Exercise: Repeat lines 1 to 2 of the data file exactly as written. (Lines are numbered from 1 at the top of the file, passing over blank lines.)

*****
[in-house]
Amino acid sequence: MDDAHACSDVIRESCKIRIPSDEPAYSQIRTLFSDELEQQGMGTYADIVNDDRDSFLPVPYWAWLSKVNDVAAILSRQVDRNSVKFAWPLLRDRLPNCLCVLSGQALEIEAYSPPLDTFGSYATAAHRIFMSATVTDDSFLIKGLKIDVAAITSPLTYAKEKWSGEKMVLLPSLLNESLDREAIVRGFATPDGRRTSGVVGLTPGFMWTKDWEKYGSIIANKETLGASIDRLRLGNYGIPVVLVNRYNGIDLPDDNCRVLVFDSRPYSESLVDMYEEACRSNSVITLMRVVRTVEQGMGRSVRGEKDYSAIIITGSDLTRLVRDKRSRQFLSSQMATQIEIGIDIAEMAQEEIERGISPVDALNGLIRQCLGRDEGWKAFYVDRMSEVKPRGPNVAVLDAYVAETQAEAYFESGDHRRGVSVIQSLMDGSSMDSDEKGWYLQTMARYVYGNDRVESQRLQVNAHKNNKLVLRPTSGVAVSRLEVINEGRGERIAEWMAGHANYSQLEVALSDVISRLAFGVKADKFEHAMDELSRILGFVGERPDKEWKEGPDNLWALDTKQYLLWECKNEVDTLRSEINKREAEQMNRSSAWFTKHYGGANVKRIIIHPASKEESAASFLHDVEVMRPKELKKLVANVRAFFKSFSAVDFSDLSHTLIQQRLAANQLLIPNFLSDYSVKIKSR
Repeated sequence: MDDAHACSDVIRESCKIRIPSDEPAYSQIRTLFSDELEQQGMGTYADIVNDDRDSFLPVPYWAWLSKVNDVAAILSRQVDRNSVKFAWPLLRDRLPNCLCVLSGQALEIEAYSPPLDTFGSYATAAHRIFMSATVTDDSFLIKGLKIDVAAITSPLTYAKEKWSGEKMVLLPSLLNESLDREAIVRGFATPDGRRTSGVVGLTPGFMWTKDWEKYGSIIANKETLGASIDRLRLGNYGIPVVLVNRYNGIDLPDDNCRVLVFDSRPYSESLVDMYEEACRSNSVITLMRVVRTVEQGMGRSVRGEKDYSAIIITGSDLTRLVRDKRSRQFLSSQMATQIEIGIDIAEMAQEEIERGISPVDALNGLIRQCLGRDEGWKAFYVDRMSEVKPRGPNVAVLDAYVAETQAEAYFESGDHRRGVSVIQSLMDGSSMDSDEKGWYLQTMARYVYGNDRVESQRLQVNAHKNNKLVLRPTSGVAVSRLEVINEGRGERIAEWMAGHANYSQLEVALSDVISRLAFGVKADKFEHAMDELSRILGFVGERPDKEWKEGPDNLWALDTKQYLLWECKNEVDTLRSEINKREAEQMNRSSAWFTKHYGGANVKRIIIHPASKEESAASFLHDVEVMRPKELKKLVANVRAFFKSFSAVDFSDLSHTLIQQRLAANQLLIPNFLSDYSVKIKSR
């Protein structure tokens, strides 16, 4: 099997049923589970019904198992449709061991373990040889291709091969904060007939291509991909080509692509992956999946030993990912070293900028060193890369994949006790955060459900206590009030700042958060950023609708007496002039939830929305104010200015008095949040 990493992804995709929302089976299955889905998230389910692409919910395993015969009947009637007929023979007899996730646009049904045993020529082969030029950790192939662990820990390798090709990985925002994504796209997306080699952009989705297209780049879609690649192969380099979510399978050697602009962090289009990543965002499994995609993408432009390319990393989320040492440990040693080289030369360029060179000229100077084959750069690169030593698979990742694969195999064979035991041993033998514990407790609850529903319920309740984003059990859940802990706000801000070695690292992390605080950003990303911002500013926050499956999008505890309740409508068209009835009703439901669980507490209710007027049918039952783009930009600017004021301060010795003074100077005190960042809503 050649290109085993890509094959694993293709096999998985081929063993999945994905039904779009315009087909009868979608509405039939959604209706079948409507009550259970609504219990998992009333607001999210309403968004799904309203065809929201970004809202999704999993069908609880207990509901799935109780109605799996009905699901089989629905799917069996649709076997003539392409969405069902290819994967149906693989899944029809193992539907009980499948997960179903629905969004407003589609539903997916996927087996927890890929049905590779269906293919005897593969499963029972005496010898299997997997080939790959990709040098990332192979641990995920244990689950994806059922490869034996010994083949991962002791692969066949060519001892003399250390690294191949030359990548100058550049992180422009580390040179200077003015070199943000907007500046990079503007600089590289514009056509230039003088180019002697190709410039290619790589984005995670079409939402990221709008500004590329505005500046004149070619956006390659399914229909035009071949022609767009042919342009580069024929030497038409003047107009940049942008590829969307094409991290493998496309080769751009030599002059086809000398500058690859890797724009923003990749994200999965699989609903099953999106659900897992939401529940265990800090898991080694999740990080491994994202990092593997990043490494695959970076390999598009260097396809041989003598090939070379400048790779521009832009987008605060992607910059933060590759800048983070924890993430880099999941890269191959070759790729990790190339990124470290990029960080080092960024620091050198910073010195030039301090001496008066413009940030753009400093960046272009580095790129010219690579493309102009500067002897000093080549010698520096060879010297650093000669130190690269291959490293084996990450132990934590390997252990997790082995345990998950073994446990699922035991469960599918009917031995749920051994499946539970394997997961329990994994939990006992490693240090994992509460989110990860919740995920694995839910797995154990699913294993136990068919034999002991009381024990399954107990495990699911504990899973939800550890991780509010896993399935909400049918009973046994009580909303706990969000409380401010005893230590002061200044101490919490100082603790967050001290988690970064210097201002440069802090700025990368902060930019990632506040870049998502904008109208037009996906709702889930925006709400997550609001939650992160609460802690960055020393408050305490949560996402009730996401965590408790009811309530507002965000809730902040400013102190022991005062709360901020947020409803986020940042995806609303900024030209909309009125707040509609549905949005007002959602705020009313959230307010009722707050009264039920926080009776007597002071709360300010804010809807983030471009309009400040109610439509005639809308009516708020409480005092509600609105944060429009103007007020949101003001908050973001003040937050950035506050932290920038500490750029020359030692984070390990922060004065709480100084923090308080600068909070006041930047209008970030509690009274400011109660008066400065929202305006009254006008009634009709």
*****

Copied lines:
[in-house]
Amino acid sequence: MDDAHACSDVIRESCKIRIPSDEPAYSQIRTLFSDELEQQGMGTYADIVNDDRDSFLPVPYWAWLSKVNDVAAILSRQVDRNSVKFAWPLLRDRLPNCLCVLSGQALEIEAYSPPLDTFGSYATAAHRIFMSATVTDDSFLIKGLKIDVAAITSPLTYAKEKWSGEKMVLLPSLLNESLDREAIVRGFATPDGRRTSGVVGLTPGFMWTKDWEKYGSIIANKETLGASIDRLRLGNYGIPVVLVNRYNGIDLPDDNCRVLVFDSRPYSESLVDMYEEACRSNSVITLMRVVRTVEQGMGRSVRGEKDYSAIIITGSDLTRLVRDKRSRQFLSSQMATQIEIGIDIAEMAQEEIERGISPVDALNGLIRQCLGRDEGWKAFYVDRMSEVKPRGPNVAVLDAYVAETQAEAYFESGDHRRGVSVIQSLMDGSSMDSDEKGWYLQTMARYVYGNDRVESQRLQVNAHKNNKLVLRPTSGVAVSRLEVINEGRGERIAEWMAGHANYSQLEVALSDVISRLAFGVKADKFEHAMDELSRILGFVGERPDKEWKEGPDNLWALDTKQYLLWECKNEVDTLRSEINKREAEQMNRSSAWFTKHYGGANVKRIIIHPASKEESAASFLHDVEVMRPKELKKLVANVRAFFKSFSAVDFSDLSHTLIQQRLAANQLLIPNFLSDYSVKIKSR